Local Global Trend (LGT)

In this section, we will cover:

  • LGT model structure

  • difference between DLT and LGT

  • syntax to call LGT classes with different estimation methods

LGT stands for Local and Global Trend and is a refined model from Rlgt (Smyl et al., 2019). The main difference is that LGT is an additive form taking log-transformation response as the modeling response. This essentially converts the model into a multicplicative with some advantages (Ng and Wang et al., 2020). However, one drawback of this approach is that negative response values are not allowed due to the existence of the global trend term and because of that we start to deprecate the support of regression of this model.

[1]:
%matplotlib inline

import pandas as pd
import numpy as np
import matplotlib.pyplot as plt

import orbit
from orbit.models.lgt import LGTMAP, LGTAggregated, LGTFull
from orbit.diagnostics.plot import plot_predicted_data
from orbit.diagnostics.plot import plot_predicted_components
from orbit.utils.dataset import load_iclaims
from orbit.utils.plot import get_orbit_style
plt.style.use(get_orbit_style())
[2]:
print(orbit.__version__)
1.0.17

Model Structure

\[\begin{split}\begin{align*} y_{t} &= \mu_t + s_t + \epsilon_t \\ \mu_t &= l_{t-1} + \xi_1 b_{t-1} + \xi_2 l_{t-1}^{\lambda}\\ \epsilon_t &~\sim \mathtt{Student}(\nu, 0, \sigma)\\ \sigma &~\sim \mathtt{HalfCauchy}(0, \gamma_0) \end{align*}\end{split}\]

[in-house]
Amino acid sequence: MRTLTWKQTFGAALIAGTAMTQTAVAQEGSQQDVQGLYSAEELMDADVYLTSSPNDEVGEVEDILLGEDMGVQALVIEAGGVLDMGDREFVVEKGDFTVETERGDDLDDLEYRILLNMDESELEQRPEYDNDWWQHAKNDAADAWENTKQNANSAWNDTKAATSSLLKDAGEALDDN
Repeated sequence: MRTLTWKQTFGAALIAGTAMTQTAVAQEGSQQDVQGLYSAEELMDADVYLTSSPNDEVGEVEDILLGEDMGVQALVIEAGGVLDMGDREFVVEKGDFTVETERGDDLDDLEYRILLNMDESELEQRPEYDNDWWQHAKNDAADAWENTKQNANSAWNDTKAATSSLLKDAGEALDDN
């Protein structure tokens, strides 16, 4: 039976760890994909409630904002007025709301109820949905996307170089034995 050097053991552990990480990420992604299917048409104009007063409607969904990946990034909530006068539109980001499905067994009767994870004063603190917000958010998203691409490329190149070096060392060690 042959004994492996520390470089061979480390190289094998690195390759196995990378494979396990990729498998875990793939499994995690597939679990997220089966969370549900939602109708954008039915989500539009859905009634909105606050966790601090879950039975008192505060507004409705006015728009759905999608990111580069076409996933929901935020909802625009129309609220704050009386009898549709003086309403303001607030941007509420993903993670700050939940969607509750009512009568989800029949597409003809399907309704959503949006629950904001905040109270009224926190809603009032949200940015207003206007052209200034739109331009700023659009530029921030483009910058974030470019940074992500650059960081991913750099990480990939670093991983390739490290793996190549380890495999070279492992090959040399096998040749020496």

with the update process,

\[\begin{split}\begin{align*} l_t &= \rho_l(y_t - s_t) + (1-\rho_l)l_{t-1}\\ b_t &= \rho_b(l_t - l_{t-1}) + (1-\rho_b)b_{t-1}\\ s_{t+m} &= \rho_s(y_t - l_t ) + (1-\rho_s)s_t \end{align*}\end{split}\]

Unlike DLT model which has a deterministic trend, LGT introduces a hybrid trend where it consists of

  • local trend takes on a fraction \(\xi_1\) rather than a damped factor

  • global trend is with a auto-regrssive term \(\xi_2\) and a power term \(\lambda\)

We will continue to use the iclaims data with 52 weeks train-test split.

[3]:
# load data
df = load_iclaims()
# define date and response column
date_col = 'week'
response_col = 'claims'
df.dtypes
test_size = 52
train_df = df[:-test_size]
test_df = df[-test_size:]

LGT Model

In orbit, we have three types of LGT models, LGTMAP, LGTAggregated and LGTFull. Orbit follows a sklearn style model API. We can create an instance of the Orbit class and then call its fit and predict methods.

LGTMAP

LGTMAP is the model class for MAP (Maximum a Posteriori) estimation.

[4]:
lgt = LGTMAP(
    response_col=response_col,
    date_col=date_col,
    seasonality=52,
    seed=8888,
)
[5]:
%%time
lgt.fit(df=train_df)
CPU times: user 202 ms, sys: 9.81 ms, total: 211 ms
Wall time: 504 ms
[6]:
predicted_df = lgt.predict(df=test_df)
[7]:
_ = plot_predicted_data(training_actual_df=train_df, predicted_df=predicted_df,
                        date_col=date_col, actual_col=response_col,
                        test_actual_df=test_df, title='Prediction with LGTMAP Model')
../_images/tutorials_lgt_16_0.png

LGTFull